Rellis said the report is not simply a vision statement but a plan of action. “It sets out what needs to be done to improve the education system which, in turn, will help Ireland regain its position as a competitive, successful economy. The better use of technology in schools is vital to ensuring that students leave with the skills needed to participate fully in today’s modern economy.

“The report sets out how industry believes this can be done. The significant investment announced by the Taoiseach means schools can begin to make investment decisions immediately. As an industry group, we believe that this investment is the right response to the current economic situation. Investment in education must remain a priority, notwithstanding the current pressures on the public finances.”

The quality of Ireland’s education system is key to economic growth and national competitiveness,” said ICT Ireland’s Paul Sweetman. “Ireland is recognised internationally for its highly educated and skilled workforce. In the past, this has helped us to attract significant foreign direct investment and allowed indigenous enterprise to flourish.

“We need to make better use of technology in the classroom or we’ll lose this competitive advantage. Today’s announcement is an important step in the right direction. It’s vital that all the report’s recommendations are implemented,” Sweetman concluded.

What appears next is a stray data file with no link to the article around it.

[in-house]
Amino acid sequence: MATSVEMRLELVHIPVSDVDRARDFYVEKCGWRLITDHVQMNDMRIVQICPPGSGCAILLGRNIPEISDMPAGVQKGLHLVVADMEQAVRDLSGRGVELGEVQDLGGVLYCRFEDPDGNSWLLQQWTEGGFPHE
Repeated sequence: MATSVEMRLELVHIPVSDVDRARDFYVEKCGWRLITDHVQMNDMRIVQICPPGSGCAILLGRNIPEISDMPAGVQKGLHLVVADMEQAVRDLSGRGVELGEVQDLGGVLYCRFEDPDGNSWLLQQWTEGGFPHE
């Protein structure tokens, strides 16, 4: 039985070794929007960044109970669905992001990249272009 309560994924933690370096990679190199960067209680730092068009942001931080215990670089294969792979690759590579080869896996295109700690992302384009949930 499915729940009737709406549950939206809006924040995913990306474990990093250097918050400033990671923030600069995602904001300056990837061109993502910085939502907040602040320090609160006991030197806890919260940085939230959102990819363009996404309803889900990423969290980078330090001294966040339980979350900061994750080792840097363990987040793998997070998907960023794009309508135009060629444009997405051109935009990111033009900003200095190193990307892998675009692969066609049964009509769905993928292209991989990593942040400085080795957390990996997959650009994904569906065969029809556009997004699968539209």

Falling short

While the plan is much needed and must be welcomed, the investment is about €100 million short of the €254 million originally announced by the previous Minister for Education and Science, Mary Hanafin TD, two years ago, and only provides for one laptop per teacher in the classroom and digital projectors rather than whiteboards.

Going-forward plans to ensure that the computing vision extends to what’s in the hands of students, as well as teachers, is important. It is equally important that teacher training and the renewal of equipment is enshrined in any plan moving ahead.

By John Kennedy

Photo: Taoiseach Brian Cowen (right), Minister for Education and Science Batt O’Keeffe TD (left), and Paul Rellis, MD, Microsoft Ireland and chair of the Joint ICT Advisory Group, join students from St Joseph’s National School, Oscar Mulderrig, James Foy, Mathew Flood and Tom Ryland.

Photo by Gary O’ Neill

John Kennedy
By John Kennedy

John Kennedy is a journalist who served as editor of Silicon Republic for 17 years. His interests include all things technological, music, movies, reading, history, gaming and losing the occasional game of poker.